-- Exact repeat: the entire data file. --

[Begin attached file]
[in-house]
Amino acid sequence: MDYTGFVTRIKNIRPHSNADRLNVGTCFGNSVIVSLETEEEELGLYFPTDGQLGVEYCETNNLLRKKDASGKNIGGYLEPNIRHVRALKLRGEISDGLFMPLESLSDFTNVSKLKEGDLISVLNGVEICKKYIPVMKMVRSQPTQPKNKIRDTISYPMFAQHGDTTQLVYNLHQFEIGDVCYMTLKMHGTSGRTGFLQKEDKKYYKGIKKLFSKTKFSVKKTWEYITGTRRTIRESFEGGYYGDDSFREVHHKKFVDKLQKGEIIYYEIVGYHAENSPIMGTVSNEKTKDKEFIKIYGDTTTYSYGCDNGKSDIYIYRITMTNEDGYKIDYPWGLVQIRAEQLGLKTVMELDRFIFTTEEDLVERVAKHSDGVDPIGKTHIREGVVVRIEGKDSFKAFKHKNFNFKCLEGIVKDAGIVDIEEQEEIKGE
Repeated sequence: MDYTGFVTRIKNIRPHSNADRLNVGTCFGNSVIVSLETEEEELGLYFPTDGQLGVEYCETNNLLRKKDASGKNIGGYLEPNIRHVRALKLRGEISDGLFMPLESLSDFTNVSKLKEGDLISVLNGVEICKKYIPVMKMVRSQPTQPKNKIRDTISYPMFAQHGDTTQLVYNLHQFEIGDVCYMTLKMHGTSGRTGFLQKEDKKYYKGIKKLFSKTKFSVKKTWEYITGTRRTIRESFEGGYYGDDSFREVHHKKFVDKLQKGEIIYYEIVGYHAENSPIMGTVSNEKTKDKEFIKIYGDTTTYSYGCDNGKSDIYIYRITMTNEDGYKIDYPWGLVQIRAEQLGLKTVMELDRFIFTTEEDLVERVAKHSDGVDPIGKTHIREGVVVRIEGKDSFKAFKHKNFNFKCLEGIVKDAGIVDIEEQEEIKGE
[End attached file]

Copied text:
[in-house]
Amino acid sequence: MDYTGFVTRIKNIRPHSNADRLNVGTCFGNSVIVSLETEEEELGLYFPTDGQLGVEYCETNNLLRKKDASGKNIGGYLEPNIRHVRALKLRGEISDGLFMPLESLSDFTNVSKLKEGDLISVLNGVEICKKYIPVMKMVRSQPTQPKNKIRDTISYPMFAQHGDTTQLVYNLHQFEIGDVCYMTLKMHGTSGRTGFLQKEDKKYYKGIKKLFSKTKFSVKKTWEYITGTRRTIRESFEGGYYGDDSFREVHHKKFVDKLQKGEIIYYEIVGYHAENSPIMGTVSNEKTKDKEFIKIYGDTTTYSYGCDNGKSDIYIYRITMTNEDGYKIDYPWGLVQIRAEQLGLKTVMELDRFIFTTEEDLVERVAKHSDGVDPIGKTHIREGVVVRIEGKDSFKAFKHKNFNFKCLEGIVKDAGIVDIEEQEEIKGE
Repeated sequence: MDYTGFVTRIKNIRPHSNADRLNVGTCFGNSVIVSLETEEEELGLYFPTDGQLGVEYCETNNLLRKKDASGKNIGGYLEPNIRHVRALKLRGEISDGLFMPLESLSDFTNVSKLKEGDLISVLNGVEICKKYIPVMKMVRSQPTQPKNKIRDTISYPMFAQHGDTTQLVYNLHQFEIGDVCYMTLKMHGTSGRTGFLQKEDKKYYKGIKKLFSKTKFSVKKTWEYITGTRRTIRESFEGGYYGDDSFREVHHKKFVDKLQKGEIIYYEIVGYHAENSPIMGTVSNEKTKDKEFIKIYGDTTTYSYGCDNGKSDIYIYRITMTNEDGYKIDYPWGLVQIRAEQLGLKTVMELDRFIFTTEEDLVERVAKHSDGVDPIGKTHIREGVVVRIEGKDSFKAFKHKNFNFKCLEGIVKDAGIVDIEEQEEIKGE